by Mike Andrew -
SGN Staff Writer
The FBI announced on December 17 that it would use the authority it received under the newly passed Matthew Shepard and James Byrd Jr. Hate Crimes Prevention Act to investigate a kidnapping and sexual assault in Big Bend, Texas, as a possible anti-Gay hate crime.
"We are opening a case and we're beginning our investigation," Special Agent Andrea Simmons of the El Paso branch office of the FBI told SGN on December 23. "I can't comment on anything else, because it's now an ongoing investigation."
The victim in the case, an 18-year-old high school student, was kidnapped by two suspects on December 6 outside the Boathouse Bar and Restaurant in Terlingua, near Big Bend National Park and the Texas-Mexico border.
The suspects then took the victim to a remote location, burned his vehicle, and repeatedly sexually assaulted him before he managed to escape, crossing three miles of harsh desert terrain on foot to get help. A Brewster County Sheriff's Deputy found him on State Highway 118 at about 1 a.m.
According to the Big Bend Gazette monthly, the victim was examined by doctors, questioned by sheriff's deputies, and is now recovering at an undisclosed location.
Two suspects have been arrested by the Brewster County Sheriff's Department, 46-year-old Daniel Martinez and 27-year-old Kristopher Buchanan.
The two were indicted by a grand jury on December 18 on charges of aggravated sexual assault, aggravated kidnapping, aggravated robbery, and arson. Bond was set at $275,000 each.
Big Bend Gazette reports that Buchanan is also being held on two outstanding felony warrants from two other Texas counties. Martinez also has numerous prior arrests and convictions.
Three of the four charges in the Big Bend case are first-degree felonies. Since there is no penalty enhancement available under the 2001 Texas hate crimes statute, it would be unlikely that the district attorney would prosecute the case as a hate crime.
However, the FBI investigation could lead to federal hate crimes charges under the Matthew Shepard Act. That law, signed by President Obama in October, allows federal authorities to intervene in the investigation and prosecution of hate crimes based on real or perceived sexual orientation or gender identity.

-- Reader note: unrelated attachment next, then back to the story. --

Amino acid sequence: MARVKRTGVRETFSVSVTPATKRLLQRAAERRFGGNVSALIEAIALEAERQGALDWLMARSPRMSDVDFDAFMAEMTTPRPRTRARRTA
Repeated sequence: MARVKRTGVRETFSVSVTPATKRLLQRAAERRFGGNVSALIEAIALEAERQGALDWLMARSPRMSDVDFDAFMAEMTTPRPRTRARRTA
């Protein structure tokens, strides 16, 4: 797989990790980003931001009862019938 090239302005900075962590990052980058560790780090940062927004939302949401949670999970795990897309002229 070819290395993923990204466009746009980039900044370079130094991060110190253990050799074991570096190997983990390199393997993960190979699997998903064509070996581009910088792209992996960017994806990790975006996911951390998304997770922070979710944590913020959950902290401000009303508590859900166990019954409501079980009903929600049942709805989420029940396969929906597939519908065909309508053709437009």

Matt Espenshade, a senior resident FBI agent in Midland, Texas, told the Dallas Voice newspaper on December 17 that the FBI is now monitoring the Brewster County Sheriff's investigation, and plans to conduct its own.
"Our investigation is to either establish or deny whether it was [a hate crime], but there seems to have been some indication that that was possibly a motive," Espenshade said. "At least that has been alleged, and so we're looking into those allegations to see if that is true or not. & I think we have to do our due diligence in order to ascertain whether this is a violation of civil rights or it isn't."
Espenshade said he believed the attack may have been an anti-Gay hate crime based on witness statements about activity at the bar prior to the attack. He declined to elaborate on the facts of the case because he said he didn't want to jeopardize the investigation.
"We're investigating those particular comments," Espenshade said. "I can't say the breadth of them right now, because it may or may not pan out that way."
It remains unclear whether the victim is in fact Gay, but the Matthew Shepard Act covers both actual and perceived sexual orientation. Espenshade said sheriff's investigators are focused on the kidnapping and sexual assault charges and may not have wanted to "pry" into the victim's sexual orientation.
"He has not declared any sexual orientation, and we're looking into whether that was perceived," Espenshade said. "For the purposes of the statute, it doesn't matter if he is a homosexual or not, it's just what the subjects perceived."
According to Simmons, once the FBI investigation is complete, "it will go to the US Attorney's Office, which is part of the Justice Department. Then it's up to them whether to file charges. We just investigate. We don't prosecute."
"We take these cases very seriously," she added, "and it will be a serious investigation."
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